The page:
BOB GARFIELD: East Germany’s Communist-era secret police, known as the Stasi, meticulously compiled and stored moment-by-moment accounts of people’s lives – millions of people’s lives. It was a lot of paper.
But just before the Stasi was disbanded in 1989, it tried to destroy much of what it had created. Turns out it’s hard to get rid of so voluminous a paper trail. It overwhelmed the shredders, forcing Stasi agents to rip single pieces of paper, millions and millions of them, by hand.
Now the German government is trying to put those hand-torn pieces back together, creating a giant jigsaw puzzle of life under a totalitarian state. Reporter Andrew Curry wrote about the efforts to assemble the puzzle in February’s Wired Magazine. He says the Stasi’s massive information-gathering effort was accomplished through bugging homes, tapping phones and recruiting an army of spies, professional and amateur. ANDREW CURRY: Hundreds of thousands of snitches who reported on their families, their coworkers, their friends in exchange for favors and promotions or just permission to travel abroad. They estimated that at the end of the regime there were almost 160 shelf miles of paper.
Their central card catalog had 5.1 million names in it and there were several hundred more specialized card catalogs. The files on people sometimes reached into dozens of binders.
It’s interesting, because you never really know how the information will be used until it’s used. But if you let slip to your coworker that you had a thing for redheads, they would then know what kind of woman to have sit next to you at the bar the next night to maybe squeeze a little bit more information out of you. BOB GARFIELD: So even as the Wall was being torn down, stone by stone, brick by brick, Stasi employees were busy trying to destroy this vast archive. Why didn't they just burn the stuff? ANDREW CURRY: Well, I think if they could have set it on fire, they would have. The people of East Germany, who had been suppressed under this system for so long, were suddenly keeping a very close eye on the people who had been watching them for so long. And when a couple of regional offices did try and burn the stuff, citizens’ groups spontaneously organized to go in and seize the archives for themselves to prevent any further destruction. BOB GARFIELD: But eventually, of course, Stasi was driven entirely out of business and all of these shreds were in the hands of the people of Eastern Germany. Now there is this attempt to assemble them. It’s an extraordinary task. How is it being accomplished? ANDREW CURRY: If you think about a puzzle of the ocean, a human would look at that and sort all the blue pieces to one side, all the sand-colored pieces to another side so that you have less to work with. And the computer, when it looks at these fragments of paper, is doing much the same thing. It’s, say, sorting all the white pieces of paper off to one side and then white pieces of paper with typewriting on them and the white pieces of paper with typewriting and handwriting. And then it goes through and tries to fit together the edges.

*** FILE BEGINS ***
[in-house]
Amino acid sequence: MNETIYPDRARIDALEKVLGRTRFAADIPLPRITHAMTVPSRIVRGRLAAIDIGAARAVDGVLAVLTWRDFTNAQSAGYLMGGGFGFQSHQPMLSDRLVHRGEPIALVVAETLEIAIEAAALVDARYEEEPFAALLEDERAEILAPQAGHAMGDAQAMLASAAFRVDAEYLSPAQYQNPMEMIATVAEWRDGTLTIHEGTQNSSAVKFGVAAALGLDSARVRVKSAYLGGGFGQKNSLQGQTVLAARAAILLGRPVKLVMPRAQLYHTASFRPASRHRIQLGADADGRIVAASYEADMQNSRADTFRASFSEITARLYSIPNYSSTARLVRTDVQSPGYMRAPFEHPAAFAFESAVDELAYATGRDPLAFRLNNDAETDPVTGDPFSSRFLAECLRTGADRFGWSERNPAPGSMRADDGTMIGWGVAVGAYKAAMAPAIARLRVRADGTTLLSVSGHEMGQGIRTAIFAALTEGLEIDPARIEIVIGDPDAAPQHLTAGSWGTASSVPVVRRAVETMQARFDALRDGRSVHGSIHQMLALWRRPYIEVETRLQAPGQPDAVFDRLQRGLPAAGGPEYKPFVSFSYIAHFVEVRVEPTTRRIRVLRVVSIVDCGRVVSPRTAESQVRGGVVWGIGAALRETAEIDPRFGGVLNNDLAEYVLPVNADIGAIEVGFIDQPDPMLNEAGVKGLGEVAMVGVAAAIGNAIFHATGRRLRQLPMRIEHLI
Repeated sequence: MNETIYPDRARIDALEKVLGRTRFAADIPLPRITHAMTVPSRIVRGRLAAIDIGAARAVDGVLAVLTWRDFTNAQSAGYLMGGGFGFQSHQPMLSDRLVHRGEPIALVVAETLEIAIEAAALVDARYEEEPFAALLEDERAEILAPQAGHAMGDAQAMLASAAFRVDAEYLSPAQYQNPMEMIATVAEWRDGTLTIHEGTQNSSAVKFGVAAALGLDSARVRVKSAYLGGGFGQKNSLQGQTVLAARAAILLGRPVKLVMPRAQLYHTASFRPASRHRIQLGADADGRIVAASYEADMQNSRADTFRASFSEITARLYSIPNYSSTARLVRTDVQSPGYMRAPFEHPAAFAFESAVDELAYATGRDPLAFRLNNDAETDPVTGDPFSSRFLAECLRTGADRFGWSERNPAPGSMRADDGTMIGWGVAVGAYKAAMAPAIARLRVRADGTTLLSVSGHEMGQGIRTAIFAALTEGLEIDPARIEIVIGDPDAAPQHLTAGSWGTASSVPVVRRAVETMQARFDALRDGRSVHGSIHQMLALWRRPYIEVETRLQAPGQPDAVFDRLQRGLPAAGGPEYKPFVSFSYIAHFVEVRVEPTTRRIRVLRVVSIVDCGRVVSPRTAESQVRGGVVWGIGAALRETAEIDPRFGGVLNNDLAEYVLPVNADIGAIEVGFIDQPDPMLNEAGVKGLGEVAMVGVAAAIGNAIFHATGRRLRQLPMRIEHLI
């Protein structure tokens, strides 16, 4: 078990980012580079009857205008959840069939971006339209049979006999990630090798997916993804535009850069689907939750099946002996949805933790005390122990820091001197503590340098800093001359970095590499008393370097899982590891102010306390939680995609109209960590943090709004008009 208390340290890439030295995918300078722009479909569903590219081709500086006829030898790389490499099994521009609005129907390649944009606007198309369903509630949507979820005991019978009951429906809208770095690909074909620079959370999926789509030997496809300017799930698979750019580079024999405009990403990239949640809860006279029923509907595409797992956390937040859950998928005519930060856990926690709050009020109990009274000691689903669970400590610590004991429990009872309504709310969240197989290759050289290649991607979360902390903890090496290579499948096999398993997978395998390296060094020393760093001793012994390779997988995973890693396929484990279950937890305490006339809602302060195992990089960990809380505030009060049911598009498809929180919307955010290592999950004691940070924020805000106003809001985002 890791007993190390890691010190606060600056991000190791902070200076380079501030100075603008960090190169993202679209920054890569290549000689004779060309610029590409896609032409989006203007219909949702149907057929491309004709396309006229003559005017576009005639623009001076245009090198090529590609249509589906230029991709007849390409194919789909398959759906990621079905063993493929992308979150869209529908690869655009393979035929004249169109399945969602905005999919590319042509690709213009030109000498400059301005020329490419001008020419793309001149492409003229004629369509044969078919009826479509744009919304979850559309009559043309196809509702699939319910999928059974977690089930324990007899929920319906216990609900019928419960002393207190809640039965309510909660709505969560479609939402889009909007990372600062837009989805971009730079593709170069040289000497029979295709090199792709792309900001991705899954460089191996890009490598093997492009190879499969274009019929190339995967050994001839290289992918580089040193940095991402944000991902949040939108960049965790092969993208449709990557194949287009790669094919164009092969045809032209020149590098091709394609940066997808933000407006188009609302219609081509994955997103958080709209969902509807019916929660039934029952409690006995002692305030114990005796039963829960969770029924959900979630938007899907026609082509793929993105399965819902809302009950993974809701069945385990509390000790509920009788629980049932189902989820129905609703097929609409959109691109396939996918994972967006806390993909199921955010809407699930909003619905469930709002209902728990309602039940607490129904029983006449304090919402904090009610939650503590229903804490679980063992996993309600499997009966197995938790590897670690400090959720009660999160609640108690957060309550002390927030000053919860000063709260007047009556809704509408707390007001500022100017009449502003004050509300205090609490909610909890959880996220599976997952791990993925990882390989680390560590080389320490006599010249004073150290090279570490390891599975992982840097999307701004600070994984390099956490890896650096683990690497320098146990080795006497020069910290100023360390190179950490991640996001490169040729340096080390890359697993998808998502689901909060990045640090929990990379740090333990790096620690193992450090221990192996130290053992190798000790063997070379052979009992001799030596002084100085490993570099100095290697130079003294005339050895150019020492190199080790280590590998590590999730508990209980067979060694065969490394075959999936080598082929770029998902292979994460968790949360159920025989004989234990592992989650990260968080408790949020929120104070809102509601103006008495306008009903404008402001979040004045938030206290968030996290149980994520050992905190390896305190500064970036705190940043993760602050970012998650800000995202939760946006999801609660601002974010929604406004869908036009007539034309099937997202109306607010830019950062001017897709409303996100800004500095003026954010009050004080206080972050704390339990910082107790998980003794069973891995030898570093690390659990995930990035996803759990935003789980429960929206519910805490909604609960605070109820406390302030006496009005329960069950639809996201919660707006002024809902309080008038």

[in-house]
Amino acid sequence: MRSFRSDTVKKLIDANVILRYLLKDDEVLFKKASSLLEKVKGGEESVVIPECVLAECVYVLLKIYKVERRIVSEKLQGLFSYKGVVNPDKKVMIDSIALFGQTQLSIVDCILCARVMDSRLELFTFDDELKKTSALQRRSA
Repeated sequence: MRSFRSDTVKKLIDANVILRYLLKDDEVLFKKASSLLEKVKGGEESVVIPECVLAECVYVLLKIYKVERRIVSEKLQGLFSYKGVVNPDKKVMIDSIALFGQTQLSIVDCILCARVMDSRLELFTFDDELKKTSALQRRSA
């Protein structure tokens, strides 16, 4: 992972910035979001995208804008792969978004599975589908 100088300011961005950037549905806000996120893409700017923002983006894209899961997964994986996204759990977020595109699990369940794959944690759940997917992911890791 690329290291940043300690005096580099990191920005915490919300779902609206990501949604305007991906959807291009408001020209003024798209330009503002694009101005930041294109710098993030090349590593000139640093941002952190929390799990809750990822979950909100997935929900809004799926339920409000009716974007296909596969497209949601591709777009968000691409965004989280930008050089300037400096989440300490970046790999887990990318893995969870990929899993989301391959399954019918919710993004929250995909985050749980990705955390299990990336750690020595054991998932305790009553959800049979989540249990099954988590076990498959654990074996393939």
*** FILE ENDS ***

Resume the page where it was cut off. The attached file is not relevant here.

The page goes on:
The other challenge they have is inventing scanners essentially from scratch that can process these fragments at a speed that makes it worth it. BOB GARFIELD: For those who have gotten a look at the kind of dossiers that were kept on them, I guess it’s chilling in the first instance just to see the most routine aspects of your life laid out. But I imagine the most horrifying thing is to find out who betrayed you. ANDREW CURRY: Mm-hmm. BOB GARFIELD: Is that what drives this enterprise, the desire to know in whom you placed false trust? ANDREW CURRY: I think to a certain extent. It’s a million-and-a-half people who have gone in and requested their files. And it’s partly a catharsis. I mean, I think people who lived through this may have always wondered if that guy down the hall was really talking about them to the Stasi or if their coworker was really an informant.
And sometimes it’s a healing process. You know, you find out that it was somebody completely different or somebody you didn't expect. And sometimes, I think, it’s really difficult for people to find out that people they thought they trusted and thought they knew were not being honest. BOB GARFIELD: All right, Andrew. Thank you very much. ANDREW CURRY: Thank you. BOB GARFIELD: Andrew Curry is a journalist based in Berlin. His piece on the Stasi Archive appeared in the February issue of Wired magazine.